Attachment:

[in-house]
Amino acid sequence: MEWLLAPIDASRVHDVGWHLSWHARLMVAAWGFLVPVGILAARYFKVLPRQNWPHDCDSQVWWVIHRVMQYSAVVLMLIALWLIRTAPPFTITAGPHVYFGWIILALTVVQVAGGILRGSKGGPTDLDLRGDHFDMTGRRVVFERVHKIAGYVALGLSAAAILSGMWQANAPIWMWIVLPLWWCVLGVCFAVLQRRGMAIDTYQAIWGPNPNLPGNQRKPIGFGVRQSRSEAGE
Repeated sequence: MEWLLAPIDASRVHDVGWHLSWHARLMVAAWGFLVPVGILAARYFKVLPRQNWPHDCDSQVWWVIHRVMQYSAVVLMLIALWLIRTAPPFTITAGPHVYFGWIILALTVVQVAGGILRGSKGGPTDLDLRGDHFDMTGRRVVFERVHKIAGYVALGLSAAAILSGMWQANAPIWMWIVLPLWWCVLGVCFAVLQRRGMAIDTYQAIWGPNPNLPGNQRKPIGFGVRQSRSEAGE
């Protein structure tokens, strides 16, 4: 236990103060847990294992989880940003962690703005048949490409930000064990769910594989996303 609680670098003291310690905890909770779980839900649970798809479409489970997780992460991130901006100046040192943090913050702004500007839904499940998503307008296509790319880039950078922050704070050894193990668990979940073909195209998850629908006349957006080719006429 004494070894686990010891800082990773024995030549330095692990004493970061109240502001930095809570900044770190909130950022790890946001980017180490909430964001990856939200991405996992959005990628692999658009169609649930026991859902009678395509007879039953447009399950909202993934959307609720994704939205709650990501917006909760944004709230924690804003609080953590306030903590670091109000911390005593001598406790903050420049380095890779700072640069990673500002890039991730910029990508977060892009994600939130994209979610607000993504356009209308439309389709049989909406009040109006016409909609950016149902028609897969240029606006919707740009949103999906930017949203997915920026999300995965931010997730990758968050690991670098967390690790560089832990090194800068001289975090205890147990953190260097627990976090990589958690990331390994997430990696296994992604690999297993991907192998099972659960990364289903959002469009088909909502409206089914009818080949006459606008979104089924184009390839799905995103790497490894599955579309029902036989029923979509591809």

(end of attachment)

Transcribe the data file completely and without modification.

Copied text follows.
[in-house]
Amino acid sequence: MEWLLAPIDASRVHDVGWHLSWHARLMVAAWGFLVPVGILAARYFKVLPRQNWPHDCDSQVWWVIHRVMQYSAVVLMLIALWLIRTAPPFTITAGPHVYFGWIILALTVVQVAGGILRGSKGGPTDLDLRGDHFDMTGRRVVFERVHKIAGYVALGLSAAAILSGMWQANAPIWMWIVLPLWWCVLGVCFAVLQRRGMAIDTYQAIWGPNPNLPGNQRKPIGFGVRQSRSEAGE
Repeated sequence: MEWLLAPIDASRVHDVGWHLSWHARLMVAAWGFLVPVGILAARYFKVLPRQNWPHDCDSQVWWVIHRVMQYSAVVLMLIALWLIRTAPPFTITAGPHVYFGWIILALTVVQVAGGILRGSKGGPTDLDLRGDHFDMTGRRVVFERVHKIAGYVALGLSAAAILSGMWQANAPIWMWIVLPLWWCVLGVCFAVLQRRGMAIDTYQAIWGPNPNLPGNQRKPIGFGVRQSRSEAGE
């Protein structure tokens, strides 16, 4: 236990103060847990294992989880940003962690703005048949490409930000064990769910594989996303 609680670098003291310690905890909770779980839900649970798809479409489970997780992460991130901006100046040192943090913050702004500007839904499940998503307008296509790319880039950078922050704070050894193990668990979940073909195209998850629908006349957006080719006429 004494070894686990010891800082990773024995030549330095692990004493970061109240502001930095809570900044770190909130950022790890946001980017180490909430964001990856939200991405996992959005990628692999658009169609649930026991859902009678395509007879039953447009399950909202993934959307609720994704939205709650990501917006909760944004709230924690804003609080953590306030903590670091109000911390005593001598406790903050420049380095890779700072640069990673500002890039991730910029990508977060892009994600939130994209979610607000993504356009209308439309389709049989909406009040109006016409909609950016149902028609897969240029606006919707740009949103999906930017949203997915920026999300995965931010997730990758968050690991670098967390690790560089832990090194800068001289975090205890147990953190260097627990976090990589958690990331390994997430990696296994992604690999297993991907192998099972659960990364289903959002469009088909909502409206089914009818080949006459606008979104089924184009390839799905995103790497490894599955579309029902036989029923979509591809």